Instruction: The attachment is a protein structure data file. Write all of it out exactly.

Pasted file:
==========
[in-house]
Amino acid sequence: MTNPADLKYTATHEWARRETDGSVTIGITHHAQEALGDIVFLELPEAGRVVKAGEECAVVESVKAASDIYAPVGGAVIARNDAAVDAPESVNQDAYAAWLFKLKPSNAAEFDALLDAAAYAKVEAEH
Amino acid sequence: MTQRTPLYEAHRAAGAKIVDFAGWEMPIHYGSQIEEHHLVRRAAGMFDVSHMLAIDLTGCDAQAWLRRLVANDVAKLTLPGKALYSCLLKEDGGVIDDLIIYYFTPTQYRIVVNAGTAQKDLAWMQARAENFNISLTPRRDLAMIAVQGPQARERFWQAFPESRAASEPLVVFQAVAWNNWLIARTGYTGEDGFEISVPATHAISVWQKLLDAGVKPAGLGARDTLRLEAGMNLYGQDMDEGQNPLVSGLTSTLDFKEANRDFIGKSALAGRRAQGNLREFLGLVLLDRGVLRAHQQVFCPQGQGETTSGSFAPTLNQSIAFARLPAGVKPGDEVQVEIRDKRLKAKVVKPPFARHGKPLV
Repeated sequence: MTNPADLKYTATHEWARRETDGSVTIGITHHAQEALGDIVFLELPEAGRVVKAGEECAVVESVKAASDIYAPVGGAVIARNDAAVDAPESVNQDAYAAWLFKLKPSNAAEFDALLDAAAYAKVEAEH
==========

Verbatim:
[in-house]
Amino acid sequence: MTNPADLKYTATHEWARRETDGSVTIGITHHAQEALGDIVFLELPEAGRVVKAGEECAVVESVKAASDIYAPVGGAVIARNDAAVDAPESVNQDAYAAWLFKLKPSNAAEFDALLDAAAYAKVEAEH
Amino acid sequence: MTQRTPLYEAHRAAGAKIVDFAGWEMPIHYGSQIEEHHLVRRAAGMFDVSHMLAIDLTGCDAQAWLRRLVANDVAKLTLPGKALYSCLLKEDGGVIDDLIIYYFTPTQYRIVVNAGTAQKDLAWMQARAENFNISLTPRRDLAMIAVQGPQARERFWQAFPESRAASEPLVVFQAVAWNNWLIARTGYTGEDGFEISVPATHAISVWQKLLDAGVKPAGLGARDTLRLEAGMNLYGQDMDEGQNPLVSGLTSTLDFKEANRDFIGKSALAGRRAQGNLREFLGLVLLDRGVLRAHQQVFCPQGQGETTSGSFAPTLNQSIAFARLPAGVKPGDEVQVEIRDKRLKAKVVKPPFARHGKPLV
Repeated sequence: MTNPADLKYTATHEWARRETDGSVTIGITHHAQEALGDIVFLELPEAGRVVKAGEECAVVESVKAASDIYAPVGGAVIARNDAAVDAPESVNQDAYAAWLFKLKPSNAAEFDALLDAAAYAKVEAEH